While the Women in Agribusiness meeting was drawing to a close, young 486 gave birth to her calf, on the riverbank in the Windmill paddock, then probably in an overenthusiastic response to the calf's movements when she first stood, pushed her into the river! When I arrived on the scene, the heifer was lying comfortably on the bank calling to her calf which was standing, up to her belly in the water. I promptly jumped into the water, ignoring the sudden chill around my feet as the water filled my boots, and carried the calf to the bank, then once on dry land again, carried her up and away from the river, so she could find her first feed.
I took this picture a little later, when the heifer had expelled her afterbirth and was attempting to eat it. I think I'd join the calf for lunch sooner than the heifer!
Stephan went off to a meeting in town late this afternoon and on his way home was hit by an idiot in a white car, coming around a corner sideways, who then sped off at great speed! This is the light from the back right corner of the car, ripped off on the front corner of our ute's deck.
If you are able to identify the type of car and its year of manufacture, we would be very grateful! There has been a suggestion that it is a Mazda Capella (from a matching light at a wrecker's yard) but we can't find a picture of anything which looks quite right.
This is grey 367's heifer calf, all dry and almost exactly the same colour as her mother - walking the other side of the fence in the picture. The calves in the Camp Paddock keep slithering through the electric fence and into the Windmill Paddock with some of the calving cows. The bottom wires of the fence are turned off, so it doesn't hurt them and there's not much preventing them from going back again, but it's never quite soon enough for their anxious mothers, who call and pace up and down on the other side.
Grey 367, who is half-sister to grey 443 (their mother was old grey 16), has had three black calves in the past, so I had just assumed that whatever caused her colouration wasn't being passed on to her calves, but it was obviously just luck of the genetic draw.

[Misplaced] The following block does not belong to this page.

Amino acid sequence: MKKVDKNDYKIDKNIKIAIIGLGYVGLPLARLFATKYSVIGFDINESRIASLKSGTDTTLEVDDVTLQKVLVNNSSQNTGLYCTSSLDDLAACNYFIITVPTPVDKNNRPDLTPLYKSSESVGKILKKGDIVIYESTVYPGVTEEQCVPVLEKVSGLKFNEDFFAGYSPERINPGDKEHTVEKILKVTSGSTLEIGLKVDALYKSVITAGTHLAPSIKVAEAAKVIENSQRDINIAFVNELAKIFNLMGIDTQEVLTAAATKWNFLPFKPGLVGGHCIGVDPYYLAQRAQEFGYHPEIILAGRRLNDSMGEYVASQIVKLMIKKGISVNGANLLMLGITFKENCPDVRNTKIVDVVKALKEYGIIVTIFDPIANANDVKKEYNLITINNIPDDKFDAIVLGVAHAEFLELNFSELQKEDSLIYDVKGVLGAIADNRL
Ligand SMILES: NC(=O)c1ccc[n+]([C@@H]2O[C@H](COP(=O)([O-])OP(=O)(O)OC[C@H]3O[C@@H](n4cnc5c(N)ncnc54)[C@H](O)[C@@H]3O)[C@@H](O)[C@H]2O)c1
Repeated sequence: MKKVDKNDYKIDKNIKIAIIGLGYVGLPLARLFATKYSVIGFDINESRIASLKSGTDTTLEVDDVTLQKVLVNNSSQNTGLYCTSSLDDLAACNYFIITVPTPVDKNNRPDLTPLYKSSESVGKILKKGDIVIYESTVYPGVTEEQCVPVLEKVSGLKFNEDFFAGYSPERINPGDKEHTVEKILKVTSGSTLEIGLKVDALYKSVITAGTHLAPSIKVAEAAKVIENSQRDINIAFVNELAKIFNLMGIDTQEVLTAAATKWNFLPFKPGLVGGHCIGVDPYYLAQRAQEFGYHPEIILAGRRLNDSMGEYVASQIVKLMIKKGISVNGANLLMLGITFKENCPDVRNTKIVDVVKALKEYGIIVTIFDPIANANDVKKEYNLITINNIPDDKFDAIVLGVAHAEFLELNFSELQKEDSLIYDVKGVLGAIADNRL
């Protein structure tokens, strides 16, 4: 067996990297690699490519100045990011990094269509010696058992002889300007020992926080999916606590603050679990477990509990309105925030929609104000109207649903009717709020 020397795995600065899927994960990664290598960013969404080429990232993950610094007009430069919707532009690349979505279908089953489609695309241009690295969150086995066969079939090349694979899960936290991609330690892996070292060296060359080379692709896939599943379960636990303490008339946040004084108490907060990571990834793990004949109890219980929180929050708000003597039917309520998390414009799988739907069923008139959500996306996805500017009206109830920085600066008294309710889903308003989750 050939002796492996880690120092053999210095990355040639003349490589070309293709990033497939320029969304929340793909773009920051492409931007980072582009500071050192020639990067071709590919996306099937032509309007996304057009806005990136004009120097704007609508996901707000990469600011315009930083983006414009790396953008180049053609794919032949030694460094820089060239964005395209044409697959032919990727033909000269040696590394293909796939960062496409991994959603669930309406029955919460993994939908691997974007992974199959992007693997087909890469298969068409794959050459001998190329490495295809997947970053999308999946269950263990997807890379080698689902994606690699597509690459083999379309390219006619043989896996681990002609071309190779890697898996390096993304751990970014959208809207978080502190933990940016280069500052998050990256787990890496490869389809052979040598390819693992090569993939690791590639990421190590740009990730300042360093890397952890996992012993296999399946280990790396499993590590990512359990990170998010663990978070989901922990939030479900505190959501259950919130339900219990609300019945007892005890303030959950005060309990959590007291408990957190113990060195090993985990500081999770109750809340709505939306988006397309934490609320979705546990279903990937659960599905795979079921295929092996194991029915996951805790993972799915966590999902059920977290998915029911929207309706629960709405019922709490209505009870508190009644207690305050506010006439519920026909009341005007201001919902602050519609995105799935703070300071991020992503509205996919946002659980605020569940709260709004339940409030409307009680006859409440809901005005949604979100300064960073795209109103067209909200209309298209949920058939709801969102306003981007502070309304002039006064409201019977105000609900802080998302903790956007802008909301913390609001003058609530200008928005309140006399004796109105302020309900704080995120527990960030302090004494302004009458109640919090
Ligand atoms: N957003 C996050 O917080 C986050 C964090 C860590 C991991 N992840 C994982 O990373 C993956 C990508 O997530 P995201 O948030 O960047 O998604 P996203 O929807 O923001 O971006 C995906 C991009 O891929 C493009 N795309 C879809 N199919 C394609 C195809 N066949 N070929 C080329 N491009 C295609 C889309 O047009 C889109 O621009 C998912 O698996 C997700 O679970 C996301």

Early this morning I watched 486's calf as she nearly fell over a steep bit of the river-bank near the swimming hole. I managed to get her and her mother to go away into the middle of the paddock, then noticed with satisfaction that after a feed, the calf lay down for a sleep. A couple of hours later, when I saw from the house that they were no longer where I'd left them, I thought I'd better go and check on the calf which seemed to have such a water-fascination!
Her mother was pacing around calling and the calf was nowhere to be seen - until I went under the trees and looked down into the river, where she had obviously been swimming until she'd found something to put her front feet on at the edge of a deep corner of the river.
I took off some of my outer, warm, clothing and the camera and in I went, into the very cold water, up to my waist, to rescue the very cold calf. I made her walk her way back out, since she was so wet. She eventually gained dry land again, but was very stiff from the cold and unwilling to have a feed from her mother - I wonder how much water she had swallowed? I left her curled up asleep in this sheltered sunny spot, and later, when a lot warmer and dry, she was up and feeding again.
Just before 11am I noticed Demelza 21 standing under the trees along the river-bank, obviously trying to relieve the discomfort of early labour by rubbing her nether regions against the lowest branches of the trees. She then decided to head across the river, which I really didn't want her to do - for two reasons: if there were any problems, getting her back from there involves some nasty narrow passages with sheer drops of several feet into the river, and once the calf is born, there is no safe pathway back to the rest of the paddock. So I dashed across to head her off and send her back into the rest of the paddock, then put her out into the top of the lane, where she had a nice wide, safe space to calve - along with a couple of the other heifers, for company.